Tuesday, March 10, 2009

NYICFF: Azur & Asmar

There is something eternally compelling about the archetype of the two young rival princes that crosses cultural borders. French animated filmmaker Michel Ocelot is also one for crossing cultural divides, as he does with his latest film, mixing elements of Cain and Abel fraternal competition with the heroic quest of epic fantasy. Ocelot also adds a pronounced message of racial tolerance to Azur & Asmar (trailer here), which screened at this year’s New York International Children’s Film Festival, and is currently in limited release across the country.

Azur is white, Asmar is black, but they are both raised by the same woman. Azur calls her Nanny, Asmar calls her Mother. Together they sit enthralled by her stories of her native land (a fantastical realm modeled on North Africa) and the captive Djinn Fairy, until his absentee father suddenly sends him to boarding school, cruelly casting out Asmar and his mother.

When Azur completes his education, he spurns the world of his waspy father, setting off on a quest to Asmar’s native land, in hopes of freeing the Djinn Fairy and thereby restoring the kingdom’s spiritual health. However, after roughly landing on-shore, he finds himself despised by the locals for his “unlucky” blue eyes.

The racial discrimination endured by the blonde, blue-eyed Azur probably sounds more heavy-handed than it actually plays out on-screen. He does find a measure of social acceptance once he reunites with her former Nanny, now a respected pillar of the community. Of course his rivalry with Asmar has only deepened with time and will come to the fore as they both set off to liberate the Djinn Fairy.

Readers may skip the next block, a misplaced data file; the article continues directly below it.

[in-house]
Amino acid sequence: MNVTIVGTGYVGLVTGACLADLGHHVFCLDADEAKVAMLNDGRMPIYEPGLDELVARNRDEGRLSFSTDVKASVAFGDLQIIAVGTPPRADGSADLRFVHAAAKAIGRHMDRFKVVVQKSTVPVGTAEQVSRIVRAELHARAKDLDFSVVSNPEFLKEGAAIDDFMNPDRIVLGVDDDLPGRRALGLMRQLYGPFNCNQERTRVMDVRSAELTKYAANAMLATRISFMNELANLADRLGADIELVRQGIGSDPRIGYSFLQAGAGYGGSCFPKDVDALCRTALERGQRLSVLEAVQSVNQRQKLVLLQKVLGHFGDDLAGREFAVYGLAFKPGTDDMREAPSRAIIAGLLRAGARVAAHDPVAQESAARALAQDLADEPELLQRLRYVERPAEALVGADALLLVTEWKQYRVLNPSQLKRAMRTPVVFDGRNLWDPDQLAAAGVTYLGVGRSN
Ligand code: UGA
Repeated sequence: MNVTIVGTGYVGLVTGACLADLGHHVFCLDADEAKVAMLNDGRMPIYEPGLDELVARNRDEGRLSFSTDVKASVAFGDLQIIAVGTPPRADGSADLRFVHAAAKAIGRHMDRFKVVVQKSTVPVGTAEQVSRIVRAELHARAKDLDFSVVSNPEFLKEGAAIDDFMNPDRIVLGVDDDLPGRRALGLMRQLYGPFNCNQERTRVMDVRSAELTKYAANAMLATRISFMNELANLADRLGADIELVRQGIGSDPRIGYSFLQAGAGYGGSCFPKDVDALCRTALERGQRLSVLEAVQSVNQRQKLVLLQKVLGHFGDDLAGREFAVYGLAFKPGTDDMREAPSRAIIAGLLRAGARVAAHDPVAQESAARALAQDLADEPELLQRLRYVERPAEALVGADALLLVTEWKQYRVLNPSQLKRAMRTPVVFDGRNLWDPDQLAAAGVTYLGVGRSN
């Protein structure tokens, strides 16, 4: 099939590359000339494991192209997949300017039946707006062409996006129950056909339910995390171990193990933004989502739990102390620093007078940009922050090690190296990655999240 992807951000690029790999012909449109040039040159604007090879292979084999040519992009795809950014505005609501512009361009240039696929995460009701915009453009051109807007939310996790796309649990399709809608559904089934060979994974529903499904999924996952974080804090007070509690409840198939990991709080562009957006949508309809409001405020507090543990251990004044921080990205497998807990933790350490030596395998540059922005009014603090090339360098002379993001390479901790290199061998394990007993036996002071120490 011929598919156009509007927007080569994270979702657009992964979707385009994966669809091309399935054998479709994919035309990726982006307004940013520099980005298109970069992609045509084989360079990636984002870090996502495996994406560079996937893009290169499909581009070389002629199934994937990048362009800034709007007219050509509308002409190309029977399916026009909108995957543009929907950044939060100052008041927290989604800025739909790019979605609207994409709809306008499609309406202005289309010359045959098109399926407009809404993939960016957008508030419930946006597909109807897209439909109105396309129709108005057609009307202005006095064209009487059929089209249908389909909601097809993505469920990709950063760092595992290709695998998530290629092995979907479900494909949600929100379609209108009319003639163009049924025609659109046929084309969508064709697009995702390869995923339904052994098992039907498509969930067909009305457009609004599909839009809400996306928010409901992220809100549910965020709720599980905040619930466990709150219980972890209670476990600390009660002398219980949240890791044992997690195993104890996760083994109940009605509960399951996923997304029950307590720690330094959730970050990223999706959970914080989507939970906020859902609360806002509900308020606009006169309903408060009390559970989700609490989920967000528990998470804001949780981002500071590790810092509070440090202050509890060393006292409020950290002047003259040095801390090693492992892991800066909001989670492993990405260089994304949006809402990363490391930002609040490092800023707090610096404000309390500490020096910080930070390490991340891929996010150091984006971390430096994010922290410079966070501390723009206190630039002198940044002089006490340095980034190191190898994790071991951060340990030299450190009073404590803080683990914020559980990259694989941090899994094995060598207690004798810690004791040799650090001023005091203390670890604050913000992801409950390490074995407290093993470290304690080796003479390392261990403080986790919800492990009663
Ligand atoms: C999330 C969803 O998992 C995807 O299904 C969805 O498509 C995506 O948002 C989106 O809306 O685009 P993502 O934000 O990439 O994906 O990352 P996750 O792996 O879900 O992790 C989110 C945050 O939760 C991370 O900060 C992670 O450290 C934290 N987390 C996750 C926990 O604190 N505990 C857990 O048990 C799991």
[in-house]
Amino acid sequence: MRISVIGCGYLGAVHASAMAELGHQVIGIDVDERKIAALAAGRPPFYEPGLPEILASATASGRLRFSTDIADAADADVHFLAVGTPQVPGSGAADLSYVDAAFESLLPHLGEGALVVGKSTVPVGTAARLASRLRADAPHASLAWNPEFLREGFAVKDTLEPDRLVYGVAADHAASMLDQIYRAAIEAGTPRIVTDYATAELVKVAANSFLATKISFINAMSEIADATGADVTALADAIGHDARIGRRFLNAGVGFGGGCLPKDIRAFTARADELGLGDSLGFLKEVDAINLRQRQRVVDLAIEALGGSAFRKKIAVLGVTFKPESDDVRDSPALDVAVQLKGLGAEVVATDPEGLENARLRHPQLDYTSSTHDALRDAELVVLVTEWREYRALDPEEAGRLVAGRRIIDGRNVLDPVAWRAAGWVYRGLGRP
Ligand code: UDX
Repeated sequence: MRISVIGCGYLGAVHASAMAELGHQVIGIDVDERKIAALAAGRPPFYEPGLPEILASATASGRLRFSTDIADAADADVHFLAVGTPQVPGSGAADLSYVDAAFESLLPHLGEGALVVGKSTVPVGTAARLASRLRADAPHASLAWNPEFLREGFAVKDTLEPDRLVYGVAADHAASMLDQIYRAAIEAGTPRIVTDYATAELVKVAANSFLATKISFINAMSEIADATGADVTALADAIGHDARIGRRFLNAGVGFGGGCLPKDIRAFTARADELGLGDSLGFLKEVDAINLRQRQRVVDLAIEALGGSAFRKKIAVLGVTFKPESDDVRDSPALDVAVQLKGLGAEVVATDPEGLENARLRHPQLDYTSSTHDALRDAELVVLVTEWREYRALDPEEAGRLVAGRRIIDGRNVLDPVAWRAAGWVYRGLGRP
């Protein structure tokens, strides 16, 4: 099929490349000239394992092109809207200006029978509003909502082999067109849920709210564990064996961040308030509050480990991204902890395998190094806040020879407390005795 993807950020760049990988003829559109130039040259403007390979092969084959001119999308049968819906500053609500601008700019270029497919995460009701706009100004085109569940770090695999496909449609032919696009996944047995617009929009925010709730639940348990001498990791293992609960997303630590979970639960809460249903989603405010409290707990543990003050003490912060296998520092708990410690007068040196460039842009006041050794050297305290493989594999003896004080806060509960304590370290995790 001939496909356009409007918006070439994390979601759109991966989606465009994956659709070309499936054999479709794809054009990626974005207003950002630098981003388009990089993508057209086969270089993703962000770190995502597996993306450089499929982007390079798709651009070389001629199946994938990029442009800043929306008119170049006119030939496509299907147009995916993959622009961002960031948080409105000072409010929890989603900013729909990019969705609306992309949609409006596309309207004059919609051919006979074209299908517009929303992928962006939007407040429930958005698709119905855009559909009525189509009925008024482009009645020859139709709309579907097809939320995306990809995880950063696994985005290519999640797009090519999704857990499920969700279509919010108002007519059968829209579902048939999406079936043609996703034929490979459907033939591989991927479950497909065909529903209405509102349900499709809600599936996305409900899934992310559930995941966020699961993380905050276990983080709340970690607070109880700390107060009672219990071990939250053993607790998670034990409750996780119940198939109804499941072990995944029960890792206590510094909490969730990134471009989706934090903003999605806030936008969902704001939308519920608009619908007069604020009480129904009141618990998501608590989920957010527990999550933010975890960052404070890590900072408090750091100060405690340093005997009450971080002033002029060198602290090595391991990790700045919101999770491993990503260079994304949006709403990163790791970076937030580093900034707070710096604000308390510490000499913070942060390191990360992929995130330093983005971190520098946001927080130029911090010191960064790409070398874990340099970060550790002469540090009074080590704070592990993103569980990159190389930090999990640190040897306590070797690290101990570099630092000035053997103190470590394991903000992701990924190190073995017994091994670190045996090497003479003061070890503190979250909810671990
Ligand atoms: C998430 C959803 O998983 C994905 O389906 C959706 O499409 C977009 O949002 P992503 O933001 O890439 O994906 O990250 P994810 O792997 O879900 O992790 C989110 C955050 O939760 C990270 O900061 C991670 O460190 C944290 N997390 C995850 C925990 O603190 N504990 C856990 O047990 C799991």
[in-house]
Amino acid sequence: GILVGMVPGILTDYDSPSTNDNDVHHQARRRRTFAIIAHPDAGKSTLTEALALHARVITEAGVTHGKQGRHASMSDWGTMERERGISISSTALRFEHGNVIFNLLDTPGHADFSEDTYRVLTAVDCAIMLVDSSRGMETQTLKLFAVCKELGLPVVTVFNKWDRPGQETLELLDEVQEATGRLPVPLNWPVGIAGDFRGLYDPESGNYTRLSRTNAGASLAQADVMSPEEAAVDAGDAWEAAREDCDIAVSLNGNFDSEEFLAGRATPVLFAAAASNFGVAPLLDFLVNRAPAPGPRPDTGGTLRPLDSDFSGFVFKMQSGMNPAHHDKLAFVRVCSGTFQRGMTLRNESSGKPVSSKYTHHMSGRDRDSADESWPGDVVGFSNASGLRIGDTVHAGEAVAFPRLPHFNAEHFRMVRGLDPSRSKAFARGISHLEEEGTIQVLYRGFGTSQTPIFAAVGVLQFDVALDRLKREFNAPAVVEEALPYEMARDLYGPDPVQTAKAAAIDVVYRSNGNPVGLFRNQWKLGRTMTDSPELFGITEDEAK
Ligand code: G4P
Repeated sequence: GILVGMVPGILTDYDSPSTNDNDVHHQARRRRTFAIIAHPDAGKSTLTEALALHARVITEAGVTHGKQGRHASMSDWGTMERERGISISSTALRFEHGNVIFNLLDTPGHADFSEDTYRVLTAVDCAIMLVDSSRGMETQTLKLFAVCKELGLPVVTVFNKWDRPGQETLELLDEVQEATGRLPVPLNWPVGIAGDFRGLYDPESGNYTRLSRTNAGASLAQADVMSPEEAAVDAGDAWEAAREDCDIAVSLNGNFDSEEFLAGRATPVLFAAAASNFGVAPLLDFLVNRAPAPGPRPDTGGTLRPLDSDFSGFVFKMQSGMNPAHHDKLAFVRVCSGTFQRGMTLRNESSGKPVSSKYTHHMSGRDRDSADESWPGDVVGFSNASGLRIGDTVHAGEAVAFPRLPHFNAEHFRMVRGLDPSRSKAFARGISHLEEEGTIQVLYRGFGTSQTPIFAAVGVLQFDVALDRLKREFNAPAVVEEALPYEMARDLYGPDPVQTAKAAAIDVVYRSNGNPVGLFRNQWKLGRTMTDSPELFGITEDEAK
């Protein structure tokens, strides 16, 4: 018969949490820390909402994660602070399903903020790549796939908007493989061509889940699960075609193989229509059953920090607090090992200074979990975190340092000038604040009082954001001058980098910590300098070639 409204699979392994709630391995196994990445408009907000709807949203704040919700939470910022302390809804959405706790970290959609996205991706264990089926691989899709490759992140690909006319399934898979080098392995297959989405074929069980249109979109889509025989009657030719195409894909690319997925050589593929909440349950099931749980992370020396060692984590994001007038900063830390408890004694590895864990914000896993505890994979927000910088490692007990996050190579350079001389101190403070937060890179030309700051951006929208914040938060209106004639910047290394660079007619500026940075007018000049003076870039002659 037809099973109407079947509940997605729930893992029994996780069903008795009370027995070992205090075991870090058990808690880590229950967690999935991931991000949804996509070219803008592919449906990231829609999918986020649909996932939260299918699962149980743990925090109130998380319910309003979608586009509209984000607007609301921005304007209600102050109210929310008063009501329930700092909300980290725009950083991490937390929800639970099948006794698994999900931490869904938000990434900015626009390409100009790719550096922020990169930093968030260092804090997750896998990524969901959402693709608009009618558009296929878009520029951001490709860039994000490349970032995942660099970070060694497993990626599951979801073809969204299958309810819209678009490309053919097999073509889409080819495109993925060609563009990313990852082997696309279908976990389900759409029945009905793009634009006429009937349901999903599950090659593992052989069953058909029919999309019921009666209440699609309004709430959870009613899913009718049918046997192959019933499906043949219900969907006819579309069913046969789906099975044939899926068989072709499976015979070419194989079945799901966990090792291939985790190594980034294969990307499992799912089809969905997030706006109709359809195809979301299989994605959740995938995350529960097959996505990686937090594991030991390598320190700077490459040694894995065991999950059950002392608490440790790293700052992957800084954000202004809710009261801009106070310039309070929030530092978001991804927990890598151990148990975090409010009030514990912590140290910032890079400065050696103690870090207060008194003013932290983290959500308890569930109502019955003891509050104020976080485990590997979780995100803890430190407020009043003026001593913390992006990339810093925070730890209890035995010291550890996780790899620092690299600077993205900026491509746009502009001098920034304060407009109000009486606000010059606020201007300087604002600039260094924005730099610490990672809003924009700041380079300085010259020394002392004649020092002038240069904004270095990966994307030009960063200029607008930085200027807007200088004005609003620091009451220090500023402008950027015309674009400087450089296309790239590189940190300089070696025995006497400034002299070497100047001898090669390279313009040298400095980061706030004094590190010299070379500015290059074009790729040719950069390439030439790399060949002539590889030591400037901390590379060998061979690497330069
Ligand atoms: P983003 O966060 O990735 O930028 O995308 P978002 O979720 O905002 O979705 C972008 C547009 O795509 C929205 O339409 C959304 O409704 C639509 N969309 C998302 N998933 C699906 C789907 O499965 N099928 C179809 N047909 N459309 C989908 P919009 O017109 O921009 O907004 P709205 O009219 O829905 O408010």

Ocelot’s animation is quite distinctive, mixing both 2D and 3D techniques. His lush, Byzantine backgrounds are truly striking, but the facial features of his characters are essentially flat and inexpressive, which is a drawback. In fact, both princes are rather dull figures, though the fish-out-of-water Azur is fleshed out far more than the resentful Asmar. Easily the strongest personality to emerge from his fable is, in fact, the spirited young Princess Chamsous Sabah. Of course, such matters of characterization should only concern adults in the audience. A&A has more than enough exotic adventure and fantastical creatures to keep younger viewers thoroughly rapt. It even ends on an Aesopian note that gives the story a satisfying twist.

A&A is an elegantly crafted story with undeniably good intentions. While Ocelot takes the time to point out a mosque, church, and synagogue, peacefully coexisting under the night’s sky, in the reality the North Africa and Middle East which inspired him, such tolerance is largely as outlandish as his giant red lion. At least it looks beautiful on-screen, like the rest of his film. It is currently playing in San Francisco at the Landmark Opera and opens in Grand Rapids at the Urban Institute for Contemporary Arts this Friday.